Being Cold or Fear of the Electric Bill

The entrance to Roseland in Havana, a store selling appliances in hard currency. (14ymedio)

14ymedio bigger14ymedio, Juan Diego Rodríguez, Havana, February 4, 2021 — On Thursday the corner of Neptuno and Águila in central Havana seemed different. Since a store which only accepted foreign currency was opened in the iconic Roseland store, the place has been filled with eager customers looking to buy appliances that have disappeared from the nation’s network of retail stores. But despite the abundant supply of air conditioners, the place was practically empty.

The air conditioners known as ’splits’, which have a one-ton refrigeration capacity, cost $310 at Roseland, but can be sold for double the price on the black market, are in high demand not only from those who want to cool some part of their house but from resellers. This has resulted in long lines every time there is an announcement that the units have arrived.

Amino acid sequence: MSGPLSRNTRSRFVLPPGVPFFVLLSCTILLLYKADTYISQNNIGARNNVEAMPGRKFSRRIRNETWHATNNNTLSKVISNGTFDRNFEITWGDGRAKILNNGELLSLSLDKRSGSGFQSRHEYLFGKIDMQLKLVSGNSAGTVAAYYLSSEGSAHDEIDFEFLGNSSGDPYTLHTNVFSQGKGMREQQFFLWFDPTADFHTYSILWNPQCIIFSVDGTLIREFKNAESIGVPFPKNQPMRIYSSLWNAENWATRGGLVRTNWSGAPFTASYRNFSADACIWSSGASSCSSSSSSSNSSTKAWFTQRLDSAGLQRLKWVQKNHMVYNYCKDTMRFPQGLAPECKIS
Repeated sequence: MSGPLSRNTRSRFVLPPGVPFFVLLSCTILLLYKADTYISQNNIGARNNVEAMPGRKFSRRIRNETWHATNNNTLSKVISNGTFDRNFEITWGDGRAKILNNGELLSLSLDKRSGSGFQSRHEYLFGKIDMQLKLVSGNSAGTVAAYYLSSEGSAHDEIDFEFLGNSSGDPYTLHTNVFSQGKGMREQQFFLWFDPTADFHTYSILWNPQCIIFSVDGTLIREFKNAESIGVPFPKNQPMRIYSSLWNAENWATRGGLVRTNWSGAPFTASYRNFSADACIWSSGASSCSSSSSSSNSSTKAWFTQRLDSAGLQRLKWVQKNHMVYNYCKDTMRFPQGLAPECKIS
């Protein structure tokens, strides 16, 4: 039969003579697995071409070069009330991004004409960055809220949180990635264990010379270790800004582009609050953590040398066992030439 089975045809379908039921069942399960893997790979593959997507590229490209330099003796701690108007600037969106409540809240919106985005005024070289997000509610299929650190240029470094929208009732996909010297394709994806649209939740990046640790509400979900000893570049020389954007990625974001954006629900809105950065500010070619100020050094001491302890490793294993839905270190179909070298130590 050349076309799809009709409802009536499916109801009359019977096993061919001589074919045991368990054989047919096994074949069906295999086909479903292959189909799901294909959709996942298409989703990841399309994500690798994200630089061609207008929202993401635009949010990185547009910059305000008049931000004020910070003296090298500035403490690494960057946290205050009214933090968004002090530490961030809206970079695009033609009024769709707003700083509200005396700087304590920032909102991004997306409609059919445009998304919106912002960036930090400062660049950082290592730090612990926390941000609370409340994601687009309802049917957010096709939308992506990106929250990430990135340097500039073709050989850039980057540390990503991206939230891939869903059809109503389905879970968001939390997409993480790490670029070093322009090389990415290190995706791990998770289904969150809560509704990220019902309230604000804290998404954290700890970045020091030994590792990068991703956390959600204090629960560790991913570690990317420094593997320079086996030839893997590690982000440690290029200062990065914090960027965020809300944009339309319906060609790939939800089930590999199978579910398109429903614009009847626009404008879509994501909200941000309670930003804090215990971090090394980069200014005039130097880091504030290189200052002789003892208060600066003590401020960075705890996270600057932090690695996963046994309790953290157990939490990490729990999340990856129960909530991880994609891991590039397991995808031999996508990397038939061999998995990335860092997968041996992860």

What’s happening this February to dampen customers’ enthusiasm is not so obvious? Are the low temperatures the western part of the country is experiencing making them forget the rigors of the island’s long summer? The answer can be found in the new electricity fees that went into effect at the beginning of the year and that are generating hefty bills in those houses where at least one room has an air conditioner. The prospect of getting bills in the four-figure bills is frightening for Cubans.

Last January, an avalanche of demands forced the government to reduce the increase in electric rates, especially for residential customers who use between 251 and 500 kWh a month, the largest group affected by the new higher rates. However, consumers who use more than 300 kWh, mainly those whose homes have air conditioning, remain among those most impacted by the increase.

Splits have gone from being a status symbol to being a headache. Buyers now know they have to both shell out a considerable sum of money to buy a unit and be ready to pay a high electric bill. “It doesn’t make sense,” says a curious passerby on Thursday, surprised to see there was no line to buy them outside the store.

Piled up next to the boxes of splits are electric ovens, air fryers, electric skillets and rice cookers. All are home appliances that until recently were in high demand but today “are black holes that gobble up money,” as the same passerby observed after watching one customer carry off two boxed air conditioners in a pedicab.


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